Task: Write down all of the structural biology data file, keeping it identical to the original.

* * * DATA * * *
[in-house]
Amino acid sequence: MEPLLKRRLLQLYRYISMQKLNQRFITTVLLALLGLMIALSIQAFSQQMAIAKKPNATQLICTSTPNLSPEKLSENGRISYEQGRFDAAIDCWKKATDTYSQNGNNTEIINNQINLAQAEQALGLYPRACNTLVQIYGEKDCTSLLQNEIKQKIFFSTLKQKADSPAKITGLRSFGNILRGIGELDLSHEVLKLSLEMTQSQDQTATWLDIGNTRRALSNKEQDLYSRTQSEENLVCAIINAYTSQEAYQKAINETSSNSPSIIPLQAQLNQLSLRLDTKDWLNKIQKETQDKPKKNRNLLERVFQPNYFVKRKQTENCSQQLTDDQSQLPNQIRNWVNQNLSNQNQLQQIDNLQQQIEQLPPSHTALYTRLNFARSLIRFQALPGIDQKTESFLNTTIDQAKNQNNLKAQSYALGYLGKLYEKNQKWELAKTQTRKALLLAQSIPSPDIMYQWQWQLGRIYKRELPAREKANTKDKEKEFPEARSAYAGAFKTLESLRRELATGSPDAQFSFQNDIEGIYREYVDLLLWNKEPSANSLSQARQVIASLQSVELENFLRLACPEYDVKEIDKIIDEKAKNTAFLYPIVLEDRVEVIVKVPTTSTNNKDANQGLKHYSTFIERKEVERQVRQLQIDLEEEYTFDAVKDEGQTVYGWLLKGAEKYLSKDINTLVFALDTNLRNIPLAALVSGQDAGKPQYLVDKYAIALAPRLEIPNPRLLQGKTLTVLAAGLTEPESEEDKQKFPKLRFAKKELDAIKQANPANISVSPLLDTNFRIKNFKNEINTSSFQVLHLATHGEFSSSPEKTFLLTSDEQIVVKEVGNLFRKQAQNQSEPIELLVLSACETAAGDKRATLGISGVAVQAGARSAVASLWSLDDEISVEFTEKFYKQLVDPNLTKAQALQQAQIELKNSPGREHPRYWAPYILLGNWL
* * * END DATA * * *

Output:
[in-house]
Amino acid sequence: MEPLLKRRLLQLYRYISMQKLNQRFITTVLLALLGLMIALSIQAFSQQMAIAKKPNATQLICTSTPNLSPEKLSENGRISYEQGRFDAAIDCWKKATDTYSQNGNNTEIINNQINLAQAEQALGLYPRACNTLVQIYGEKDCTSLLQNEIKQKIFFSTLKQKADSPAKITGLRSFGNILRGIGELDLSHEVLKLSLEMTQSQDQTATWLDIGNTRRALSNKEQDLYSRTQSEENLVCAIINAYTSQEAYQKAINETSSNSPSIIPLQAQLNQLSLRLDTKDWLNKIQKETQDKPKKNRNLLERVFQPNYFVKRKQTENCSQQLTDDQSQLPNQIRNWVNQNLSNQNQLQQIDNLQQQIEQLPPSHTALYTRLNFARSLIRFQALPGIDQKTESFLNTTIDQAKNQNNLKAQSYALGYLGKLYEKNQKWELAKTQTRKALLLAQSIPSPDIMYQWQWQLGRIYKRELPAREKANTKDKEKEFPEARSAYAGAFKTLESLRRELATGSPDAQFSFQNDIEGIYREYVDLLLWNKEPSANSLSQARQVIASLQSVELENFLRLACPEYDVKEIDKIIDEKAKNTAFLYPIVLEDRVEVIVKVPTTSTNNKDANQGLKHYSTFIERKEVERQVRQLQIDLEEEYTFDAVKDEGQTVYGWLLKGAEKYLSKDINTLVFALDTNLRNIPLAALVSGQDAGKPQYLVDKYAIALAPRLEIPNPRLLQGKTLTVLAAGLTEPESEEDKQKFPKLRFAKKELDAIKQANPANISVSPLLDTNFRIKNFKNEINTSSFQVLHLATHGEFSSSPEKTFLLTSDEQIVVKEVGNLFRKQAQNQSEPIELLVLSACETAAGDKRATLGISGVAVQAGARSAVASLWSLDDEISVEFTEKFYKQLVDPNLTKAQALQQAQIELKNSPGREHPRYWAPYILLGNWL